Alou began his career with the Giants, where he had the privilege to play in the same outfield with his older brother Felipe and his younger brother Jesus. But Matty never found his way in San Francisco. It was not until he was traded to the Pirates, where he worked with manager Harry “The Hat” Walker on his hitting. The Hat completely retooled Alou’s approach, and to his credit, Alou openly accepted the advice.

The results were undeniable. In 1966, Alou batted .342 to lead the National League. In his next three seasons, he batted .338, .332, and .331. That represents one of the great four-year stretches a hitter has ever experienced. Alou was also a very good center fielder with range and a plus arm, making him a fairly complete package in Pittsburgh. All that he lacked was power.

By the time that Alou joined the Yankees in 1973, he was no longer the same player. Injuries robbed him of his arm strength, while slowing bat speed erased his abilities as a .330 hitter. But the Yankees felt he could help fill a void in right field. The Yankees were set in the other outfield spots–Roy White played left and Bobby Murcer starred in center–but right field had become a problem. Alou stabilized the position somewhat, though he lacked the arm or the ideal amount of power that once expects from a right fielder. He also made 40 appearances at first base, something he had done previously with the Cardinals. At five feet, nine inches, Alou looked odd playing first base; he could have used a phone book to stand on first base and corral high throws from Gene Michael and Graig Nettles.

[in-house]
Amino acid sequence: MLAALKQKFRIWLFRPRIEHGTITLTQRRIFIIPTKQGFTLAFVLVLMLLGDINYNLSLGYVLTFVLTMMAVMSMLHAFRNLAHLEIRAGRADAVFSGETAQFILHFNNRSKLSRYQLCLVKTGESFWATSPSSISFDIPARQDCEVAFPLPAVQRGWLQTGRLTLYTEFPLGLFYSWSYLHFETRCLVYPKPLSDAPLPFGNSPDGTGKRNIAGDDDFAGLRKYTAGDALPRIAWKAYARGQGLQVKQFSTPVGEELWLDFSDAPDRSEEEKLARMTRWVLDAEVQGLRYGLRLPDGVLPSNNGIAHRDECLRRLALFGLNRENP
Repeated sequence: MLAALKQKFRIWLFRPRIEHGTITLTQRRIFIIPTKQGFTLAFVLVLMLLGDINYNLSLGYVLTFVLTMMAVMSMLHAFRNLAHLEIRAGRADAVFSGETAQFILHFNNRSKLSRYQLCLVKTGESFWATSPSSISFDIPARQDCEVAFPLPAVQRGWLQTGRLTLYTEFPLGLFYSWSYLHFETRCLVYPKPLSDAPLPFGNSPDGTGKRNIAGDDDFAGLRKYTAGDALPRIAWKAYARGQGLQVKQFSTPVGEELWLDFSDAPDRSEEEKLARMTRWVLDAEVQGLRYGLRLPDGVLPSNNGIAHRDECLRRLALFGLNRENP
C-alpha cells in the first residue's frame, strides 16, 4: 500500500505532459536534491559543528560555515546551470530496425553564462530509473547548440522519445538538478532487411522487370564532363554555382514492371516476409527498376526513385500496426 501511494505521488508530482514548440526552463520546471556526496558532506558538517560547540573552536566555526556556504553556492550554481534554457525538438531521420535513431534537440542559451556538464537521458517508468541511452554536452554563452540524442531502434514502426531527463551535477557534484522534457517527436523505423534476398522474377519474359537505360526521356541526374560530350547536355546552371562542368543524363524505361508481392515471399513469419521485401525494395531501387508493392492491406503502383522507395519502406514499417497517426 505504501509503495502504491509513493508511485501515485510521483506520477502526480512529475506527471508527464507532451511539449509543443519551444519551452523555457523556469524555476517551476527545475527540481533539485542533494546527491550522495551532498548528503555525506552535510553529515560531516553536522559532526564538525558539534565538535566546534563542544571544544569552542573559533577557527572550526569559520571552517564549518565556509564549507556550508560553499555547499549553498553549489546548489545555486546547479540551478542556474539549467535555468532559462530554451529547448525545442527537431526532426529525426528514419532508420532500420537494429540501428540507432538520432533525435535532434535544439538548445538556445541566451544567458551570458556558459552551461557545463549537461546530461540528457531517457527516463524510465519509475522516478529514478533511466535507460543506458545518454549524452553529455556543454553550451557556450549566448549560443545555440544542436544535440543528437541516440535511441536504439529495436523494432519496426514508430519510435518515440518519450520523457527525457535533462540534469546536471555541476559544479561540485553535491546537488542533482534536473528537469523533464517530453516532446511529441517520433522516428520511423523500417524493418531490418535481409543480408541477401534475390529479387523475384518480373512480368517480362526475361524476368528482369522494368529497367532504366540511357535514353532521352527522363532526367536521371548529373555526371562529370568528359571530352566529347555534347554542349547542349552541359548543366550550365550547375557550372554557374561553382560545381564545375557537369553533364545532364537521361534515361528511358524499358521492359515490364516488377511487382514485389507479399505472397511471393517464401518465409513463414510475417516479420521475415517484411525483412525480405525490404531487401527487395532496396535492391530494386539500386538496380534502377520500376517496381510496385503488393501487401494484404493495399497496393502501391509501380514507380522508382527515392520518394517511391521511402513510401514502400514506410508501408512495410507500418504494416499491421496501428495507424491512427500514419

Alou hit well for the Yankees, batting .296 with an on-base percentage of nearly .340. If the Yankees remained in contention, Alou would have lasted the entire season in New York. But the Yankees fell out of the pennant race, convincing them to try a late-season youth movement. So they sold Felipe Alou to the Brewers and sold 34-year-old Matty to the Cardinals, ridding themselves of two expensive contracts in the process. And that was it for Matty Alou in pinstripes.